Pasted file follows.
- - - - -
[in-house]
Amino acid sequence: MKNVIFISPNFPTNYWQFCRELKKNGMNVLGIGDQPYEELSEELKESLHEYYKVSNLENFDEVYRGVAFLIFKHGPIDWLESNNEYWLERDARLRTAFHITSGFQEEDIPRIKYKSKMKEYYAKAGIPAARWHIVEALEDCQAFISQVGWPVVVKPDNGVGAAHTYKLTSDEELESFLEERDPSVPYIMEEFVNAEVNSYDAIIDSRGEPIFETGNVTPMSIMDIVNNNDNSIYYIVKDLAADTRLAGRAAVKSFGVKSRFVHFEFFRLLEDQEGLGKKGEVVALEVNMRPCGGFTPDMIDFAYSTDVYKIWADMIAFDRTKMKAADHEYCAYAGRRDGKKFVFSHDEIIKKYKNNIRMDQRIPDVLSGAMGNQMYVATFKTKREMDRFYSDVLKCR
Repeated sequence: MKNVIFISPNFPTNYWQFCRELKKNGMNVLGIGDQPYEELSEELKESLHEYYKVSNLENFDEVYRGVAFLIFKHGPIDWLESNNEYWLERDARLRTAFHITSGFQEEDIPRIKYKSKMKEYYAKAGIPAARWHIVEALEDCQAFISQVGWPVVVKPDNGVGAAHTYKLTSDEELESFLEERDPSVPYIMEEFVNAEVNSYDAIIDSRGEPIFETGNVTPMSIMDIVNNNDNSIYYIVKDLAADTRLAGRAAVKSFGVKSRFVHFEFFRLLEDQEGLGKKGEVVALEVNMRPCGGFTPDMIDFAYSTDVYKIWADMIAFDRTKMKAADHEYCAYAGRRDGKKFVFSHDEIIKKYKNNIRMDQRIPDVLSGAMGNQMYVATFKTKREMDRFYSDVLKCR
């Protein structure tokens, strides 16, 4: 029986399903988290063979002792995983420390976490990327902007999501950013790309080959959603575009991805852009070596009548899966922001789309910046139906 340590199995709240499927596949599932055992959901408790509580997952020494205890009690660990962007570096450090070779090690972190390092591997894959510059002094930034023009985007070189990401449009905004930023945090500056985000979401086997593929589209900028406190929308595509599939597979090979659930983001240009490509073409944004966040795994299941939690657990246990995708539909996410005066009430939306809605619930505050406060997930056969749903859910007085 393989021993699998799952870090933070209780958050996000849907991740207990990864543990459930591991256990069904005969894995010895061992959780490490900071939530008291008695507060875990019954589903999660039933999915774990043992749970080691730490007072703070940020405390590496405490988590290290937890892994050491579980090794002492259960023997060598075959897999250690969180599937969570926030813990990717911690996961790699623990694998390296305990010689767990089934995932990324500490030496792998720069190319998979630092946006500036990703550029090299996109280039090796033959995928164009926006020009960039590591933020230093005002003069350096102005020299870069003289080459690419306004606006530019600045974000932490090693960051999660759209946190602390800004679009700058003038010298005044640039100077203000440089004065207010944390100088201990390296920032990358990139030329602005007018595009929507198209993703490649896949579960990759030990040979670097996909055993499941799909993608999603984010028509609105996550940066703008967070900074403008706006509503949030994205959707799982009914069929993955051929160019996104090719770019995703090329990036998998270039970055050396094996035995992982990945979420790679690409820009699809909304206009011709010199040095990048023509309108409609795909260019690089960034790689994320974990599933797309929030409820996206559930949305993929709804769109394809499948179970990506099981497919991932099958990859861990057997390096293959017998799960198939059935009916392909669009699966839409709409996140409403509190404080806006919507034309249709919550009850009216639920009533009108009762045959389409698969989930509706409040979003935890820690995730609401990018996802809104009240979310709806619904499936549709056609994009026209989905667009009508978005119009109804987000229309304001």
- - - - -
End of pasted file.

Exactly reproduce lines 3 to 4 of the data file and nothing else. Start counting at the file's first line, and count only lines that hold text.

Repeated sequence: MKNVIFISPNFPTNYWQFCRELKKNGMNVLGIGDQPYEELSEELKESLHEYYKVSNLENFDEVYRGVAFLIFKHGPIDWLESNNEYWLERDARLRTAFHITSGFQEEDIPRIKYKSKMKEYYAKAGIPAARWHIVEALEDCQAFISQVGWPVVVKPDNGVGAAHTYKLTSDEELESFLEERDPSVPYIMEEFVNAEVNSYDAIIDSRGEPIFETGNVTPMSIMDIVNNNDNSIYYIVKDLAADTRLAGRAAVKSFGVKSRFVHFEFFRLLEDQEGLGKKGEVVALEVNMRPCGGFTPDMIDFAYSTDVYKIWADMIAFDRTKMKAADHEYCAYAGRRDGKKFVFSHDEIIKKYKNNIRMDQRIPDVLSGAMGNQMYVATFKTKREMDRFYSDVLKCR
């Protein structure tokens, strides 16, 4: 029986399903988290063979002792995983420390976490990327902007999501950013790309080959959603575009991805852009070596009548899966922001789309910046139906 340590199995709240499927596949599932055992959901408790509580997952020494205890009690660990962007570096450090070779090690972190390092591997894959510059002094930034023009985007070189990401449009905004930023945090500056985000979401086997593929589209900028406190929308595509599939597979090979659930983001240009490509073409944004966040795994299941939690657990246990995708539909996410005066009430939306809605619930505050406060997930056969749903859910007085 393989021993699998799952870090933070209780958050996000849907991740207990990864543990459930591991256990069904005969894995010895061992959780490490900071939530008291008695507060875990019954589903999660039933999915774990043992749970080691730490007072703070940020405390590496405490988590290290937890892994050491579980090794002492259960023997060598075959897999250690969180599937969570926030813990990717911690996961790699623990694998390296305990010689767990089934995932990324500490030496792998720069190319998979630092946006500036990703550029090299996109280039090796033959995928164009926006020009960039590591933020230093005002003069350096102005020299870069003289080459690419306004606006530019600045974000932490090693960051999660759209946190602390800004679009700058003038010298005044640039100077203000440089004065207010944390100088201990390296920032990358990139030329602005007018595009929507198209993703490649896949579960990759030990040979670097996909055993499941799909993608999603984010028509609105996550940066703008967070900074403008706006509503949030994205959707799982009914069929993955051929160019996104090719770019995703090329990036998998270039970055050396094996035995992982990945979420790679690409820009699809909304206009011709010199040095990048023509309108409609795909260019690089960034790689994320974990599933797309929030409820996206559930949305993929709804769109394809499948179970990506099981497919991932099958990859861990057997390096293959017998799960198939059935009916392909669009699966839409709409996140409403509190404080806006919507034309249709919550009850009216639920009533009108009762045959389409698969989930509706409040979003935890820690995730609401990018996802809104009240979310709806619904499936549709056609994009026209989905667009009508978005119009109804987000229309304001």